With the constant stream of news updates coming out lately it’s a challenge to keep up – many of us feel our heads is spinning from all the information! One topic that continues to pop up is chest CT.
Information about the use of chest CT during the current public health emergency continues to vary. The American College of Radiology (ACR) does not recommend the use of CT for initial screening or as testing to diagnose COVID-19 due to the fact that “a normal chest CT does not mean a person does not have COVID-19 infection – and an abnormal CT is not specific for COVID-19 diagnosis.”
That’s not to say that CT doesn’t have a place in the treatment of patients with COVID-19. The ACR recommends that CT be reserved for use in patients “with specific clinical indications for CT” and researchers in Italy have found value in the use of CT to aid in predicting outcomes for patients with COVID-19 pneumonia.
No matter how this situation continues to evolve, it is still important to ensure any CT services provided continue to be coded and billed appropriately.
Chest CT – A Quick Review
71250 CT, thorax; without contrast material
71260 CT, thorax; with contrast material(s)
71270 CT, thorax; without contrast material, followed by contrast material(s) and further sections
Whether described as chest CT, CT of the chest, or CT of the thorax, all are defined by codes 71250-71270. These scans may be ordered to evaluate abnormal or suspected abnormal areas of the lungs, pleura, chest wall, mediastinum, or to detect a pulmonary embolism. Dynamic studies are not charged any differently than typical procedures.
The most common mistake we see with the use of these codes, as with many CT codes, is unbundling. Unbundling refers to charging multiple CPT codes when a single, more extensive option exists. Per the NCCI Policy Manual for Medicare Services, Chapter IX, Section A: “A physician shall not report multiple HCPCS/CPT codes if a single HCPCS code exists that describes the services. This type of unbundling is incorrect coding.”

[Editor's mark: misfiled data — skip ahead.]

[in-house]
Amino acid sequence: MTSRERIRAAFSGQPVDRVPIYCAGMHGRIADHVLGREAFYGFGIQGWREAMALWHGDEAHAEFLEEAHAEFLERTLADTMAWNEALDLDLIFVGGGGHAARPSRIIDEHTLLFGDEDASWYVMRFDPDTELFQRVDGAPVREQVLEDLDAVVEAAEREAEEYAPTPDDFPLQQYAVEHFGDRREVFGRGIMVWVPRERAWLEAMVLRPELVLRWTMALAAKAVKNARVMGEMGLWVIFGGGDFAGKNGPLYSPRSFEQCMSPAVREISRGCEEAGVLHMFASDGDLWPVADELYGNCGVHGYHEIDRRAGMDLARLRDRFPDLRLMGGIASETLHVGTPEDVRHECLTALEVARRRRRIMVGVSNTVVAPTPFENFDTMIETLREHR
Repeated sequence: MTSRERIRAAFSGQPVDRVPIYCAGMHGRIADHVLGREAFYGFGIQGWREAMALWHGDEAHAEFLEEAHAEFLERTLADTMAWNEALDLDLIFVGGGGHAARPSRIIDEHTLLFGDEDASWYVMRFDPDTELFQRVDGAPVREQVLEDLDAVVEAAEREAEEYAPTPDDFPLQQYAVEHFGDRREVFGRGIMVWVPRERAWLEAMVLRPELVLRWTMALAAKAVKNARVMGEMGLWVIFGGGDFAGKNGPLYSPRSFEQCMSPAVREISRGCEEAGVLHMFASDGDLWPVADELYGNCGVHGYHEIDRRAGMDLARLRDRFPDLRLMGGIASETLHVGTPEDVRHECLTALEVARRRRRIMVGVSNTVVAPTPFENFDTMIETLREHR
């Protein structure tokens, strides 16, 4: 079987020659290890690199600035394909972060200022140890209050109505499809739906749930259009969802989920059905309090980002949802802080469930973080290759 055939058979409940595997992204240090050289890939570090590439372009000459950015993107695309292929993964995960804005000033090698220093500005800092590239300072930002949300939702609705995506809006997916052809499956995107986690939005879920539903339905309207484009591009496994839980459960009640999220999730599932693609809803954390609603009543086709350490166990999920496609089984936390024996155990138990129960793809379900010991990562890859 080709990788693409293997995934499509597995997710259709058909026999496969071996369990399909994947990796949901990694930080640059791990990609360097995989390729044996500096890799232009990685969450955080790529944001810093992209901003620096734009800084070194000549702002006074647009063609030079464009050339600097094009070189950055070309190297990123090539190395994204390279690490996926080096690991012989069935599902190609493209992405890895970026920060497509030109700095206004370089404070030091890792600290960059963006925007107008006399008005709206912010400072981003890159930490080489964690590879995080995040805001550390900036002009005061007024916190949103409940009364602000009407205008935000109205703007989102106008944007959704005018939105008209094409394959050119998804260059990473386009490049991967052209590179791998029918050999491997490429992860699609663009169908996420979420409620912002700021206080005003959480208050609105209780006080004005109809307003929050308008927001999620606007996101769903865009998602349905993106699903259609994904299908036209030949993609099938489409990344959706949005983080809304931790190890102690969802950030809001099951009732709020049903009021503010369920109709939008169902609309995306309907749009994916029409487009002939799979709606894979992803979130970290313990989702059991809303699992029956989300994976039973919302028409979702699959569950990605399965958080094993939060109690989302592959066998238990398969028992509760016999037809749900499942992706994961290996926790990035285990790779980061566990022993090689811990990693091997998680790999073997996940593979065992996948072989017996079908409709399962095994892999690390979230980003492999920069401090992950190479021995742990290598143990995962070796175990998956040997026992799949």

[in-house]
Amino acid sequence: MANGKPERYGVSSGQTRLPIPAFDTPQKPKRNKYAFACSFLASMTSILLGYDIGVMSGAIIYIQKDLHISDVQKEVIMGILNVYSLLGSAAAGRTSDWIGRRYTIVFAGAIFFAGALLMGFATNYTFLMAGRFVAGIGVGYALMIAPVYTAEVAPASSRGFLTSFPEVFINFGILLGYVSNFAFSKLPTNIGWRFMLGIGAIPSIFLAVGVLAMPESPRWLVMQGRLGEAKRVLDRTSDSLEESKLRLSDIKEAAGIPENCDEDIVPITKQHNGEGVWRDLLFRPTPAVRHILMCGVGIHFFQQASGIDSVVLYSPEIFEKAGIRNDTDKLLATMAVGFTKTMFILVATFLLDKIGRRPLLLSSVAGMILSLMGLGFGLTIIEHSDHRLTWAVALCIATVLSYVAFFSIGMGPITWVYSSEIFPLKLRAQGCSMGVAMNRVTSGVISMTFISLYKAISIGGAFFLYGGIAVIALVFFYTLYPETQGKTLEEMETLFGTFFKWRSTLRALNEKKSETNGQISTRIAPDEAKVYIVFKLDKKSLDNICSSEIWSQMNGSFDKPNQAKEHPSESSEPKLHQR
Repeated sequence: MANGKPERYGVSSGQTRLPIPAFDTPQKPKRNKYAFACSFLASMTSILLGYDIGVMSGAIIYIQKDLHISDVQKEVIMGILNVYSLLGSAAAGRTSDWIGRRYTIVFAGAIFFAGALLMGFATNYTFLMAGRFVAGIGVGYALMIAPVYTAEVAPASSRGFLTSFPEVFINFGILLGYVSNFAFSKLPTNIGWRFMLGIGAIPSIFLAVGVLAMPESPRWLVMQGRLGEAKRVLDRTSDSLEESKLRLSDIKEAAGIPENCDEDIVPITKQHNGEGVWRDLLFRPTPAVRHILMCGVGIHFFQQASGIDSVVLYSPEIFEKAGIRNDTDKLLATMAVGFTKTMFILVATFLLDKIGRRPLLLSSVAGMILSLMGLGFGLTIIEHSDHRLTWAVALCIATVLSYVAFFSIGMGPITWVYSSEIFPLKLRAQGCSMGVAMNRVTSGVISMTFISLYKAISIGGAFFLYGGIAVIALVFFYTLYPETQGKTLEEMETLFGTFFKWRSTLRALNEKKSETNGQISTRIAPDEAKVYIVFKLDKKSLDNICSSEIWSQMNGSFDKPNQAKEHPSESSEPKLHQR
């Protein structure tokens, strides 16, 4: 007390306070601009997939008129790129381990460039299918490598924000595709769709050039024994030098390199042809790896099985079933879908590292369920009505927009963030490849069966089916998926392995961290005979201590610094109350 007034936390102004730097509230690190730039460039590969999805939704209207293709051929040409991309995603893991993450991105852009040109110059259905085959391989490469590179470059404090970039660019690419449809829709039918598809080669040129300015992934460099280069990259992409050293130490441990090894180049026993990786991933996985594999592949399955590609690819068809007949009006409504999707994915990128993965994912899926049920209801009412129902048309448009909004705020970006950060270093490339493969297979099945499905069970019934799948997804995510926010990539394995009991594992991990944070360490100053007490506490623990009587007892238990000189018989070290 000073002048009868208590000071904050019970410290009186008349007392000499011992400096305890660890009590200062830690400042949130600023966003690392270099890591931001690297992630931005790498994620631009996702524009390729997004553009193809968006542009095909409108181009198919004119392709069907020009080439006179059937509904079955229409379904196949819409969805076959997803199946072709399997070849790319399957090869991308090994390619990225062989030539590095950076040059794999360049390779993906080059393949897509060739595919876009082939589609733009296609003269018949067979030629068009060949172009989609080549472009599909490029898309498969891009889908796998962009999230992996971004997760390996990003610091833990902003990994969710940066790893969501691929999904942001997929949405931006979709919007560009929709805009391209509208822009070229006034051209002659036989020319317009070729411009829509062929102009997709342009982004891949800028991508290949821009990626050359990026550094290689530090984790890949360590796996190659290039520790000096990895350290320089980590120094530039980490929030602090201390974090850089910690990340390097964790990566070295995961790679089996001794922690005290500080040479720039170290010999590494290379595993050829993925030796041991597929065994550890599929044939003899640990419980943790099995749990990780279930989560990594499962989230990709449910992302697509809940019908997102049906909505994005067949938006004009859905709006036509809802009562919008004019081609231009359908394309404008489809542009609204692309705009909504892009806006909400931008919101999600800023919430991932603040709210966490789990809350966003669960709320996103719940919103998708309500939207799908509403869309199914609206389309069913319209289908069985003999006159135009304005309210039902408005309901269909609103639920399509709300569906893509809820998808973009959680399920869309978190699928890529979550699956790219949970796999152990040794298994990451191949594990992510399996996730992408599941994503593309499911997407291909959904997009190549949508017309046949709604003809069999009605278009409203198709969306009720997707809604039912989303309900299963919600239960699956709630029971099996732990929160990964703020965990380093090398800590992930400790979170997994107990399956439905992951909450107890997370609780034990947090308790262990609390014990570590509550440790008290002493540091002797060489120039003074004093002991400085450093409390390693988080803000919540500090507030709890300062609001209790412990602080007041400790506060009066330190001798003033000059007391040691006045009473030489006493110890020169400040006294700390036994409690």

In the case of CT scans, the site-specific codes for without, with, and without followed by with contrast should not be reported together when performed at the same encounter. This would fall into the territory of unbundling. As an example, for the above chest CT codes this would be reporting 71250 and 71260 instead of 71270, or 71260 and 71270 together.
Best Practice Documentation
To ensure the proper code(s) are assigned for CT scans, each report needs to tell what was imaged and, more importantly, how it was imaged. There are five key elements that should be included in each report:
1. What is the study? (i.e., CT, CTA)
2. What anatomic area was studied?
3. How was it imaged? Without contrast, with contrast or without and with contrast?
4. What type of contrast was used?
5. How much contrast was administered and, preferably, how much was discarded?
CT CHEST W/ CONTRAST
Clinical Indication: Abnormal pulmonary scan.
Technique: Volumetric low dose helical CT imaging of the chest was performed on the GE 64 slice VCT with ASIR dose reduction. 50 cc of Isovue 370 non-ionic contrast was injected without adverse reaction.
Lungs and Pleura: There is a moderate centrilobular and paraseptal emphysema. There is biapical scarring. Brochiectasis with areas of mucoid impaction is similar to the prior. There are nodule opacities scattered throughout both lungs, many of which are stable and probably reflect areas of mucoid impaction. A few opacities appear increased bilaterally. There is no pleural effusion or pneumothorax.
Mediastinum: Overall heart size is within normal limits though the right atrium and right ventricle are mildly prominent. There is moderate atherosclerosis of the thoracic aorta. Central pulmonary arteries are mildly prominent, with the left pulmonary artery measuring the same caliber as the descending aorta suggesting pulmonary hypertension. There is no suspicious adenopathy in the chest.
Bone and Soft Tissues: No acute bony abnormality. Mild degenerative disc disease in the thoracic spine.
Impression: Emphysema with bronchiectasis and mucoid impact. Bilateral pulmonary nodules, a few of which appear increased. No dominant lesion is seen and continued follow up is recommended.
CPT Code: 71260
Avoid Common CT/MR Coding Mistakes
Commonly performed, commonly coded yet numerous problem areas exist with coding and billing for CT/MR services. What’s separately billable for combination studies (i.e., CT/CTA, MRI/MRA) performed at the same encounter? What must be documented in order to code for a CTA? Are your charges fully supported in the documentation? Through scenarios illustrating problem areas and best practices, this webcast presented by Jeff Majchrzak will make sure you avoid common mistakes. LEARN MORE!